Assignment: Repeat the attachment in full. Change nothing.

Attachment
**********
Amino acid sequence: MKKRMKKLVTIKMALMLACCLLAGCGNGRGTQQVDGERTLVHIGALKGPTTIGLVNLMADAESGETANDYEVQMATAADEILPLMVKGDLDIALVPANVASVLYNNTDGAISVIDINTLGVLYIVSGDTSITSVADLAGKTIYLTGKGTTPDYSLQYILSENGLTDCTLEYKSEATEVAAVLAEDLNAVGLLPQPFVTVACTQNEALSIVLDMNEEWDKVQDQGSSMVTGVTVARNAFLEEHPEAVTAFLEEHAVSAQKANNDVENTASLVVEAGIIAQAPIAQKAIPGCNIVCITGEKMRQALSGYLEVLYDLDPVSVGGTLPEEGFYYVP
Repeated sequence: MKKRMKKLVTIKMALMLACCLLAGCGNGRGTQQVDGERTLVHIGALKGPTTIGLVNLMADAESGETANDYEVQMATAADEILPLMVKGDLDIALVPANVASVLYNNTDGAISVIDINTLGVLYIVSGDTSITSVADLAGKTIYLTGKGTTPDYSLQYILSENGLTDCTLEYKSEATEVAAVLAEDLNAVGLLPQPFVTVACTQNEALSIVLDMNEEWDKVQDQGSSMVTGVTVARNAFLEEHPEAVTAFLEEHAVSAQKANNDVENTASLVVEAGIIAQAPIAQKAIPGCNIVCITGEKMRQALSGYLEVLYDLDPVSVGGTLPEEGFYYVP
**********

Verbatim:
Amino acid sequence: MKKRMKKLVTIKMALMLACCLLAGCGNGRGTQQVDGERTLVHIGALKGPTTIGLVNLMADAESGETANDYEVQMATAADEILPLMVKGDLDIALVPANVASVLYNNTDGAISVIDINTLGVLYIVSGDTSITSVADLAGKTIYLTGKGTTPDYSLQYILSENGLTDCTLEYKSEATEVAAVLAEDLNAVGLLPQPFVTVACTQNEALSIVLDMNEEWDKVQDQGSSMVTGVTVARNAFLEEHPEAVTAFLEEHAVSAQKANNDVENTASLVVEAGIIAQAPIAQKAIPGCNIVCITGEKMRQALSGYLEVLYDLDPVSVGGTLPEEGFYYVP
Repeated sequence: MKKRMKKLVTIKMALMLACCLLAGCGNGRGTQQVDGERTLVHIGALKGPTTIGLVNLMADAESGETANDYEVQMATAADEILPLMVKGDLDIALVPANVASVLYNNTDGAISVIDINTLGVLYIVSGDTSITSVADLAGKTIYLTGKGTTPDYSLQYILSENGLTDCTLEYKSEATEVAAVLAEDLNAVGLLPQPFVTVACTQNEALSIVLDMNEEWDKVQDQGSSMVTGVTVARNAFLEEHPEAVTAFLEEHAVSAQKANNDVENTASLVVEAGIIAQAPIAQKAIPGCNIVCITGEKMRQALSGYLEVLYDLDPVSVGGTLPEEGFYYVP